If you find someone in my LinkedIn connections and you're curious if you should try to hire them, chances are you should. They might be a rotten S.O.B., but they probably know what they are doing.

To Make a Short Story Long

The job I have today came from LinkedIn. That is a first for me. I get monthly requests from recruiters, but usually I decline their offers. I'm the kind of person who wants to make my job work and not go looking around for what's better. Regardless, I think it's a good service and I maintain my contacts on a regular basis. I get a lot of requests from colleagues I've never worked alongside and people I've never met. I decline those invitations.

Aside from a dozen or so recruiters, I have close personal knowledge of all my LinkedIn connections. A few were classmates and a couple are family members, but nearly all were either co-workers or people I worked with in open-source. This doesn't mean I'm friends with all my connections–one of my connections was a nasty office-politicker. Another worked in a department that made my job a lot harder than I wanted it to be. I wouldn't want to work with either again, but they did their job well and that is matters the most on LinkedIn.

It's not Facebook. It's not about being popular. It's a professional network and a reflection of the way you work. At least that's how I choose to treat it.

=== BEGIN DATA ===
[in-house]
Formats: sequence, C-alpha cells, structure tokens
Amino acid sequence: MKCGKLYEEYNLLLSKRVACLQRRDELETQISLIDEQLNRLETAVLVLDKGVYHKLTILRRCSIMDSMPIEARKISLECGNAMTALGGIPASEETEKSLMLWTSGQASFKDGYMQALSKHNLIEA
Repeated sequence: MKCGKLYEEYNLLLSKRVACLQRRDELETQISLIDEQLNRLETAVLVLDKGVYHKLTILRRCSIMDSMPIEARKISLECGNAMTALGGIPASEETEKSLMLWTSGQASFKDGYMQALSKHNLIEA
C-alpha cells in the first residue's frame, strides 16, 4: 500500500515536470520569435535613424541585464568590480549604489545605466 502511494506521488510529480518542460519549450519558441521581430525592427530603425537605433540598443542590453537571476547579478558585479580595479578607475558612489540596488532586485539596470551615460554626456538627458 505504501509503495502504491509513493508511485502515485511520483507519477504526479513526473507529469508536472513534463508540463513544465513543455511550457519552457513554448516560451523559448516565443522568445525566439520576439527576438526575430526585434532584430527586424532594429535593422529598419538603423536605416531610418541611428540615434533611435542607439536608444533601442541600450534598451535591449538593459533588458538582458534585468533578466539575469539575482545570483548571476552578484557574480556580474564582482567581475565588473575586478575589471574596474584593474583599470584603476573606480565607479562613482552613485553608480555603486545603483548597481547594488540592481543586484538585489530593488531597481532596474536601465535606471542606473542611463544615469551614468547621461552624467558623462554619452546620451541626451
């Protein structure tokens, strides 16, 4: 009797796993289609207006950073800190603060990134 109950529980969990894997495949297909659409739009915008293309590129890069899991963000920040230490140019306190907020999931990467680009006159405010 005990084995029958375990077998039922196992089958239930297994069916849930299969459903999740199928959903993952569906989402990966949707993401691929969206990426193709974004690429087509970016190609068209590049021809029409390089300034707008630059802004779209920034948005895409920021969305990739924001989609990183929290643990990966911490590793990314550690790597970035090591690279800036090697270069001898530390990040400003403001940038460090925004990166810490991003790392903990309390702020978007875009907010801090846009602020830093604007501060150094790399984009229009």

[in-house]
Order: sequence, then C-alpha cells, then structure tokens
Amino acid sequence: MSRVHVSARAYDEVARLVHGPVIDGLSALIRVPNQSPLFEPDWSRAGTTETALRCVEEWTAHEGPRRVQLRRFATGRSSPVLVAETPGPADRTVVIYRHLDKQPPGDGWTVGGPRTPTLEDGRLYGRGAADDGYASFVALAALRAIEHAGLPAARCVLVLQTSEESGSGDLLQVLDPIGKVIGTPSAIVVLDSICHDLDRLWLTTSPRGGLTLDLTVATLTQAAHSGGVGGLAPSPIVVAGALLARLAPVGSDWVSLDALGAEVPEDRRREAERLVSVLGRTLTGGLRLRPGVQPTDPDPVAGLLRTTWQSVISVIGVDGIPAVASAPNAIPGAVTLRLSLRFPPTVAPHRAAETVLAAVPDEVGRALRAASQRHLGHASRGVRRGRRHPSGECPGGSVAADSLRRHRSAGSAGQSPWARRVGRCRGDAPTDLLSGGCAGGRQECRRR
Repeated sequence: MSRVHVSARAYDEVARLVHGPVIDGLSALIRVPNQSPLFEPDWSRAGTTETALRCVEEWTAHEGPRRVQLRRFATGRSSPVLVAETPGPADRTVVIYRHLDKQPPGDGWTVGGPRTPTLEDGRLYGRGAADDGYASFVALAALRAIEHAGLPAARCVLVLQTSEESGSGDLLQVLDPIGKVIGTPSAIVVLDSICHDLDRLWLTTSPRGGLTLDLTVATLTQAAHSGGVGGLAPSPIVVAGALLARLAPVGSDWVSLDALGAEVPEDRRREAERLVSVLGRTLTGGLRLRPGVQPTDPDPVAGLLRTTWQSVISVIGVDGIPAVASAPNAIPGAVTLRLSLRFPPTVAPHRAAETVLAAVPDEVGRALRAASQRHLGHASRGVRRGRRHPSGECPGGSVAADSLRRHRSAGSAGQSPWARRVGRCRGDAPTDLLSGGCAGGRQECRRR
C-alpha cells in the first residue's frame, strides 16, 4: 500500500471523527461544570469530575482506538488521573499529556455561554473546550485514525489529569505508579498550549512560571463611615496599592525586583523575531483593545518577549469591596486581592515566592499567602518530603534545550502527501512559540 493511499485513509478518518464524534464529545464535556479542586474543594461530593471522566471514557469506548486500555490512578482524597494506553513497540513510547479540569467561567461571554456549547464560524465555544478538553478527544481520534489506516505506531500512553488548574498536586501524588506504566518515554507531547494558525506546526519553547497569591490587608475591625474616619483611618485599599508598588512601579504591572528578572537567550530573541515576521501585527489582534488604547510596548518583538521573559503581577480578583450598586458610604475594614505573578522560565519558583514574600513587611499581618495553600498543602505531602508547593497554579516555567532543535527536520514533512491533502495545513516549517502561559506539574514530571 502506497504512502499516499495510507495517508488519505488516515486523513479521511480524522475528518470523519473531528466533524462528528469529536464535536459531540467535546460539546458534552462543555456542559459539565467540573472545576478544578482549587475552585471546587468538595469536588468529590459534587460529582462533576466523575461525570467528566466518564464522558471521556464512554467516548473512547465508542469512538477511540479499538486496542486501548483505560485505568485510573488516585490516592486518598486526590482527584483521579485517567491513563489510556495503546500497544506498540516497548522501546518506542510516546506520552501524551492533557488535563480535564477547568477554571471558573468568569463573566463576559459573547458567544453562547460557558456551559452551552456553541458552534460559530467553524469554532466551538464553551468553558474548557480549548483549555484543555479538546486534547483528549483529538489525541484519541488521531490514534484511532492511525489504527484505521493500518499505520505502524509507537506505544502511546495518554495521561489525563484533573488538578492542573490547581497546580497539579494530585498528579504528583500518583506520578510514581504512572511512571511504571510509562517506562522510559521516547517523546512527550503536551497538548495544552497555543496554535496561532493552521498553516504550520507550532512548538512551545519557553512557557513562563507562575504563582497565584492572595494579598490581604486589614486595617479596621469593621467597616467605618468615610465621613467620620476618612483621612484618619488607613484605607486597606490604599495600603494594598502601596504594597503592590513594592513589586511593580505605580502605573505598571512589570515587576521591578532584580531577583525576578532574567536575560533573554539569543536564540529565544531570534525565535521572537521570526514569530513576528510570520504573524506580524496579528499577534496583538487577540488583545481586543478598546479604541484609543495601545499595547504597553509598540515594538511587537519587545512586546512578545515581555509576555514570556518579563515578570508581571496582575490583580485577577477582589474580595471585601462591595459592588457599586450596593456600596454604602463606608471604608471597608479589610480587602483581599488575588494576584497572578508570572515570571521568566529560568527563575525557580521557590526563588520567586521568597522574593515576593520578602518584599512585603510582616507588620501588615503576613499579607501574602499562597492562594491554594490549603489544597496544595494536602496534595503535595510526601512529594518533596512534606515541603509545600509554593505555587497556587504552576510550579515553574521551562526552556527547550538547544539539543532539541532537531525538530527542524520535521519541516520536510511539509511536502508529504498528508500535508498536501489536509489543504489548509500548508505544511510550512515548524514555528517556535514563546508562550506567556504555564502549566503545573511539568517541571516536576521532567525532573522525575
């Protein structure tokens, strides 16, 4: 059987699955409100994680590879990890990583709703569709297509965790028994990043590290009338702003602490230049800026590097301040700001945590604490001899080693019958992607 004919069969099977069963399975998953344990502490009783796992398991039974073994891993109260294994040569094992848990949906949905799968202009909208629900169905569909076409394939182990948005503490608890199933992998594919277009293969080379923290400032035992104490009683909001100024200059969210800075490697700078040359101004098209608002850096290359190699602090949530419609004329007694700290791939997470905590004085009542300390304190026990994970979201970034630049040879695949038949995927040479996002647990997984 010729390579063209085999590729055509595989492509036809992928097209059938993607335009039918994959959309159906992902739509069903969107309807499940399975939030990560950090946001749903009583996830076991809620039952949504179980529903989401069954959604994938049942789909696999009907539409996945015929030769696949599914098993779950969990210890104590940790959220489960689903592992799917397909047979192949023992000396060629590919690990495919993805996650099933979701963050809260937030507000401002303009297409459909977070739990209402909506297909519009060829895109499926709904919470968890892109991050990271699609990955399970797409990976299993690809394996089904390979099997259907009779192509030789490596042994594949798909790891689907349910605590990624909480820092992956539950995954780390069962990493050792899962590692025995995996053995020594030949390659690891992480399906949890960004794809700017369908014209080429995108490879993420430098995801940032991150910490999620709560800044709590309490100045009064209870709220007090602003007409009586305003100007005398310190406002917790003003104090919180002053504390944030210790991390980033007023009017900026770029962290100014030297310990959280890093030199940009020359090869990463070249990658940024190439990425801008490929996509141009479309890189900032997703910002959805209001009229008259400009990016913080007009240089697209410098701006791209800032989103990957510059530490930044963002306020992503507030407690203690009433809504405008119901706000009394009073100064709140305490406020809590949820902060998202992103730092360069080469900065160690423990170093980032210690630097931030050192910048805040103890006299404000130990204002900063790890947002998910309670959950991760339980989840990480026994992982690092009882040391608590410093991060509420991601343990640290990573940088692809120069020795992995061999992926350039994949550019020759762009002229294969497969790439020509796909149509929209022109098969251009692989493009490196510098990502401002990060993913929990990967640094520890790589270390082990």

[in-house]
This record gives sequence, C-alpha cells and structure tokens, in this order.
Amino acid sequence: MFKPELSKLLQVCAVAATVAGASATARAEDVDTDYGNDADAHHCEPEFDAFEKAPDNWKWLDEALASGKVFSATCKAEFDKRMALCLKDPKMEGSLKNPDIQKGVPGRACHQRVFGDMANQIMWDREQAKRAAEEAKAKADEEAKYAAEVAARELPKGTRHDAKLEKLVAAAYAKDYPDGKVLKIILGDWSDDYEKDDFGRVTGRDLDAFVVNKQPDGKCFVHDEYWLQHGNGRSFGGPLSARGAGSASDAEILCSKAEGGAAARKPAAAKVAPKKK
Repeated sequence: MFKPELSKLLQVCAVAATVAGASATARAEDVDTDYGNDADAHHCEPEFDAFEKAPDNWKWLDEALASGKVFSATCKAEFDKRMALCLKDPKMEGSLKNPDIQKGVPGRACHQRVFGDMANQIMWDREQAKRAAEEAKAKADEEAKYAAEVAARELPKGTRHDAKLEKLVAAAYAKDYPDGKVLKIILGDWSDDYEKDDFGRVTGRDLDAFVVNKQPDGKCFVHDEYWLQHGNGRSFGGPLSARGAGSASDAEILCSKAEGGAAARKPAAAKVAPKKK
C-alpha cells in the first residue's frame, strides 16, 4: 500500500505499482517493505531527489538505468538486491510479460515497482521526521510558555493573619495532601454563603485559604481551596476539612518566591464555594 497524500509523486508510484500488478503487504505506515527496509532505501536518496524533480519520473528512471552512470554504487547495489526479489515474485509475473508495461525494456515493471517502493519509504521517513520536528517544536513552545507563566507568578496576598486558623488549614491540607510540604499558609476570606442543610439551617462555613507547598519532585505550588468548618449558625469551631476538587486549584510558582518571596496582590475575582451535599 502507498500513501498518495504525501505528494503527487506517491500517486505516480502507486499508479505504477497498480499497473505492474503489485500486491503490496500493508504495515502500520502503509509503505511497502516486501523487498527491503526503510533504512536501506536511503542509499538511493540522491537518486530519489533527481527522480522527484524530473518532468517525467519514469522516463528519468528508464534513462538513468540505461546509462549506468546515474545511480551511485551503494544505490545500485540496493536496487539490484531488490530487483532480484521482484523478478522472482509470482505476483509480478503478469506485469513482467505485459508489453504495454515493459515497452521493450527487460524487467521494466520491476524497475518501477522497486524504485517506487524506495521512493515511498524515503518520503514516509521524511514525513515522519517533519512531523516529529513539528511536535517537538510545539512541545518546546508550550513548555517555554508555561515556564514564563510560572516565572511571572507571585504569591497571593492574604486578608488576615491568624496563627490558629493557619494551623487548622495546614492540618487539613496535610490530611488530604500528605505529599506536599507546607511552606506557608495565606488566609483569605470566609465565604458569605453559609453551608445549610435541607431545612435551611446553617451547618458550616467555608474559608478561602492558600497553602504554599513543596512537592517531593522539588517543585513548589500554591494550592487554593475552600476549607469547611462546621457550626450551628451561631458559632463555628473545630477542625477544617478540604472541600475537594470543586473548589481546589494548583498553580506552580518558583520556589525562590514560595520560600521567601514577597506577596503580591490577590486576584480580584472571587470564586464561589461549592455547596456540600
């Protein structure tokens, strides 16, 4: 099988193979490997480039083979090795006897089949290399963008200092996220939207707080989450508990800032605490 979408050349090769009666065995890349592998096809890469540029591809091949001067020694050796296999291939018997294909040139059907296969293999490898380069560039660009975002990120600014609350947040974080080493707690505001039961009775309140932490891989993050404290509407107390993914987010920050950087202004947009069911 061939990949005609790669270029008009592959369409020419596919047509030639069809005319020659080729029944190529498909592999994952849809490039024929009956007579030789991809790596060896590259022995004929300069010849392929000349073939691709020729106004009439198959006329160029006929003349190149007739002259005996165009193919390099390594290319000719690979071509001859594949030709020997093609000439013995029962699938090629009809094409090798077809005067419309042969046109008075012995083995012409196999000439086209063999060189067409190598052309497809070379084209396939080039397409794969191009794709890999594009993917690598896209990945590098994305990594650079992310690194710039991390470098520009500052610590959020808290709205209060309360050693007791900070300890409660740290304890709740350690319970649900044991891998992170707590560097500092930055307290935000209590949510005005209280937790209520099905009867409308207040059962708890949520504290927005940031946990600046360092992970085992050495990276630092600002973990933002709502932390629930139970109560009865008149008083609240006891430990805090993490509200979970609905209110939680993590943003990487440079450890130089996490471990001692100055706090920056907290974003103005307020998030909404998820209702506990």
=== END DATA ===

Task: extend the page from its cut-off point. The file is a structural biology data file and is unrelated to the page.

Wait a minute, you have David Pogue in your connections…

In 1998 I helped David write one of his first technical books. This was when he was an occasional columnist for the NY Times and a conductor in New England. Even though we never met face-to-face, we collaborated on the phone and through the mail. I delivered my work, he wrote me a check, and the book went on to be one of his first of many successes at O'Reilly. I would gladly work with him again.

Brother, Can You Spare an Endorsement?

I generally avoid recommendations on LinkedIn–being a connection is an implicit endorsement. I don't think there's anything special about being connected to me–I'm just a person who does a job and tries to do it well. I'm being honest in explaining my methods in an effort to be transparent.

I said I generally avoid recommendations, but I do write them. After the last round of layoffs at Motorola, I felt compelled to write recommendations for my co-workers and those that reported to me. We had a lot of smart people and the way the division was shut down was disheartening. I hoped my words would help someone avoid the stigma of being the person laid off, because we were all laid off. It wasn't the bottom 5% getting trimmed, it was 95% of the division. I did the same for my team in Brazil even though they were contractors. Despite the miles, I felt closer to most of them than the people I see on a regular basis. They did such an incredible job for nearly 5 years–I felt they deserved to be recognized for their great work. I forced myself to think of each of them and write my true feelings, fighting back tears at times.

As for myself, I've never requested a recommendation. If someone has written something about me, it was unsolicited, although appreciated.

I'm not disparaging someone who builds a huge network with lots of contacts or even those whom solicit recommendations. I'm just saying that isn't the way I use the service. If you come here from LinkedIn and you've read all this, I hope it helped you make a decision. If you're still not sure about one of my connections, feel free to send an email through LinkedIn and I'll tell you what I think.